Take for instance, the "no preservatives" label on a box.  Well, I have a box of granola bars that says that...  and yet, it has in its ingredients list...  salt.  Salt has preservative qualities.  But of course, salt is far more significant in flavor than in preserving, at least for a product like this.  But then, a more major ingredient is palm kernel oil.  What's significant about palm kernel oil?  Well, it's a source of saturated fat that remains liquid at room temperature.  Why would they add saturated fat specifically?  Basically, because saturated fat, by definition has all the free bond sites on its fatty acids occupied by some atom, it isn't all that likely to pick up anything new -- that means the product can have a long shelf life without the risk of going rancid.  Sounds like a preservative to me.  Ah, but there's another factor here which is the fact that palm kernel oil is liquid at room temperature in spite of being a saturated fat.  So that means that it also serves the purpose of maintaining moisture in the bar so that it still has a soft and unctuous mouth feel when you bite into it.  This fat is doing dual duty, essentially...  so, legally, it's not a preservative.  It's there to make the food moist, and if it just so happens to provide a preservative quality, then so be it.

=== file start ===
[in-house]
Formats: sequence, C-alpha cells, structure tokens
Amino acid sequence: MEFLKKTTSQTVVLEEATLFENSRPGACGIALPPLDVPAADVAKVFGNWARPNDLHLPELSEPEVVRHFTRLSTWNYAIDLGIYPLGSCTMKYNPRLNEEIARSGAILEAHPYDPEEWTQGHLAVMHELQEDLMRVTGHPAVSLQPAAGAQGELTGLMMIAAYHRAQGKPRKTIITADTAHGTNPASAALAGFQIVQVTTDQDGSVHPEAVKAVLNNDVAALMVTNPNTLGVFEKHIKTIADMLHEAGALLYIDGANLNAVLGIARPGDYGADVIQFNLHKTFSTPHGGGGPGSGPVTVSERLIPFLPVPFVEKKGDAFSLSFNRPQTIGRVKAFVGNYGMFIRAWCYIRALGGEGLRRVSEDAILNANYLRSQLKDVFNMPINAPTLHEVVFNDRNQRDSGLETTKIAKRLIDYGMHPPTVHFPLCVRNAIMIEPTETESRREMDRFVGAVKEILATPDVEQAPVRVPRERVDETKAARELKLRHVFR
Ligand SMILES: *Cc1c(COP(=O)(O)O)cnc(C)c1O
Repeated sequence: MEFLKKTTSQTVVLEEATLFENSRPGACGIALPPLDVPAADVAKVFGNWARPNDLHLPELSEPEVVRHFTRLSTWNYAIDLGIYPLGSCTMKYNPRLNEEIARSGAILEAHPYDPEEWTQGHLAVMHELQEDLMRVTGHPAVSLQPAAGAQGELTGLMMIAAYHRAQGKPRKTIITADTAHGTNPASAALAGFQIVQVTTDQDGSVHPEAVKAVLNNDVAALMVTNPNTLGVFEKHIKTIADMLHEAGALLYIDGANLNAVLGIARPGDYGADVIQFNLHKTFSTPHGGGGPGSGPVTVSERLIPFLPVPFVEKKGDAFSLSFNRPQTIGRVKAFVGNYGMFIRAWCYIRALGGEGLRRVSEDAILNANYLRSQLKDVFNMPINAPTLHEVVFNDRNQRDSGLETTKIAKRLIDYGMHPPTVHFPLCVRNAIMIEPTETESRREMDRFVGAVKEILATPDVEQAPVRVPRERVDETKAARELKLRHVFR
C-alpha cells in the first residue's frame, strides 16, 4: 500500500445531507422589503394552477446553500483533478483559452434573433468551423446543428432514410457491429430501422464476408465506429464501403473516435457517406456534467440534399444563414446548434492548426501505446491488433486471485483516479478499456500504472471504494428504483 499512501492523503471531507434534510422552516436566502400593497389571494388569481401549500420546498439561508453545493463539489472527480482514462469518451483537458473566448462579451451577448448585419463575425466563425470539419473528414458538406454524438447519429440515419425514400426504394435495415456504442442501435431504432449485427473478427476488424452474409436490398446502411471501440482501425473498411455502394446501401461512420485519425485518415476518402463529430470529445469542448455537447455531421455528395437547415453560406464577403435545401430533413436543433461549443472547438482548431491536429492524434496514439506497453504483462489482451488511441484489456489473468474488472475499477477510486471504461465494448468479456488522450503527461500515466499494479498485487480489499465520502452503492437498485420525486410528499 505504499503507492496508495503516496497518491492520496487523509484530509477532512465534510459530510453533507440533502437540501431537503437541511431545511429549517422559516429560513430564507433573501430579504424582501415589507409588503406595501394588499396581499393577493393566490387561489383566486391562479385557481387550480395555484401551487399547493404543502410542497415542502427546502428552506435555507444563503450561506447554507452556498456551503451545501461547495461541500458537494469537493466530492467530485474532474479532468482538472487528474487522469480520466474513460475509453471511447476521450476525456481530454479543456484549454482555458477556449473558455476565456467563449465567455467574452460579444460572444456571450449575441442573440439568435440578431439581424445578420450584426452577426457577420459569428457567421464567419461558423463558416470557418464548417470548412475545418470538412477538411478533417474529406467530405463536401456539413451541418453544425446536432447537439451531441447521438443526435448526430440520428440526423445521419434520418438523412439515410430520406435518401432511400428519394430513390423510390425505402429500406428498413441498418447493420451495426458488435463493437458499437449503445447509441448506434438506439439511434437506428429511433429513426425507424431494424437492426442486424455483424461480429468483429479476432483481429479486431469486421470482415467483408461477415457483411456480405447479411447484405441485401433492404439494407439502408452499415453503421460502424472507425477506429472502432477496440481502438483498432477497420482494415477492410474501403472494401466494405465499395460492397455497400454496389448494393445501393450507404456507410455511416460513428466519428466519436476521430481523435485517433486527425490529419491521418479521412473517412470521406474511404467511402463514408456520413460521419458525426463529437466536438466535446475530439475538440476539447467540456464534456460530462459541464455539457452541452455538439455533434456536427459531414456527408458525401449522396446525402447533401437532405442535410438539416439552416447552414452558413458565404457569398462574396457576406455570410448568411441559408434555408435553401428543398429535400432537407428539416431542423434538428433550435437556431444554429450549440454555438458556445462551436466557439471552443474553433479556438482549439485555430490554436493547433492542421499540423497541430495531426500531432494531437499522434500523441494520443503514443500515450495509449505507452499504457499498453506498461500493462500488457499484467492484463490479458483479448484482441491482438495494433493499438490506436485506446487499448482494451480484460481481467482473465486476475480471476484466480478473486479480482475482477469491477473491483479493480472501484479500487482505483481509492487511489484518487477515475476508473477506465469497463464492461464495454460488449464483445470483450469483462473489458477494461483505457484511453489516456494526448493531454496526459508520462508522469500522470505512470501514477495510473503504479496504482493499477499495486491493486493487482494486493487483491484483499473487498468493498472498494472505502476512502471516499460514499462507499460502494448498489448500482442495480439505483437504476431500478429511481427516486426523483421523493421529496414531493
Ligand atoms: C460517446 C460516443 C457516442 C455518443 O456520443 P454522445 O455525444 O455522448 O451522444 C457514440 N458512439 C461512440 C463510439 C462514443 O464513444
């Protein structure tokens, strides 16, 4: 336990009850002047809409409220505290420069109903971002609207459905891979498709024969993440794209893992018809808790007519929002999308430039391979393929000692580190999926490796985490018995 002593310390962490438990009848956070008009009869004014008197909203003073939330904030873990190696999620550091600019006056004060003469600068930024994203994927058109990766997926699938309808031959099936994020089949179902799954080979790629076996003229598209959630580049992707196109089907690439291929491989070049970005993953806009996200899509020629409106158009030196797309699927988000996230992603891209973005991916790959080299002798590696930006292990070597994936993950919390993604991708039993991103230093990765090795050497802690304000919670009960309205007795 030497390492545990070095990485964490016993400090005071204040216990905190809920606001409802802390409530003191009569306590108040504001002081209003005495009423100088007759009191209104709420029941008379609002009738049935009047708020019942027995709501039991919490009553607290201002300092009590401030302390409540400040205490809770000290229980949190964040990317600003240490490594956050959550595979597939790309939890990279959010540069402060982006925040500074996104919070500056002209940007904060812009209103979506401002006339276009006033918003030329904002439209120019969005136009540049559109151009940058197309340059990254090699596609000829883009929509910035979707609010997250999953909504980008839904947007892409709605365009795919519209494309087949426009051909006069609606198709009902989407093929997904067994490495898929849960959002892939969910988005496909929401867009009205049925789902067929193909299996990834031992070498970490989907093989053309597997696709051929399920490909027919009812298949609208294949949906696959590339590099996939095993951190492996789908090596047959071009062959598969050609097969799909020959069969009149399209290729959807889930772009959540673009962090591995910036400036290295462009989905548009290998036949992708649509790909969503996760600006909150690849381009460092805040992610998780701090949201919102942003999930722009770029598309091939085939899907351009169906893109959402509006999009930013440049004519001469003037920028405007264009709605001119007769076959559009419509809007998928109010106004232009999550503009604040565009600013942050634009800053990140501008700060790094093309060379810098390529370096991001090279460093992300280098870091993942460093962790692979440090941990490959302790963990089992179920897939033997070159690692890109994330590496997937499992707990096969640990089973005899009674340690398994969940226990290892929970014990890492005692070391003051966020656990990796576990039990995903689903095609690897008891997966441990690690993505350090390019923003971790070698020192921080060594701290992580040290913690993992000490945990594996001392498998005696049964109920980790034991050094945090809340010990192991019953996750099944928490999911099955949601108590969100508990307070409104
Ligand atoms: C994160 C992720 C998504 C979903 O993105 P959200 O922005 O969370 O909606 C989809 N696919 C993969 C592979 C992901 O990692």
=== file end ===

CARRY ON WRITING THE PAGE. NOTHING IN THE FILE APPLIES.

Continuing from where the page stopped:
At the very least, though, they're not really selling you anything fake here, in the sense that it's still a granola bar, and you still get to see the nutrition info on the side.  I mean, if a beer says it has no preservatives, that is technically guaranteed to be untrue in the literal sense.  Hops are a preservative.  The "India Pale Ale" style of beer was created specifically because people knew hops would serve to preserve the beer so that it could handle long shipping routes without spoiling.  The thing is that hops are also not an insignificant component to the flavor of beer, so in any case, the preservative effect of hops is sure to be of secondary concern.  The use of clever wording and deceptive language, however, is far more insidious when it is applied to something which is technically straight up fraudulent.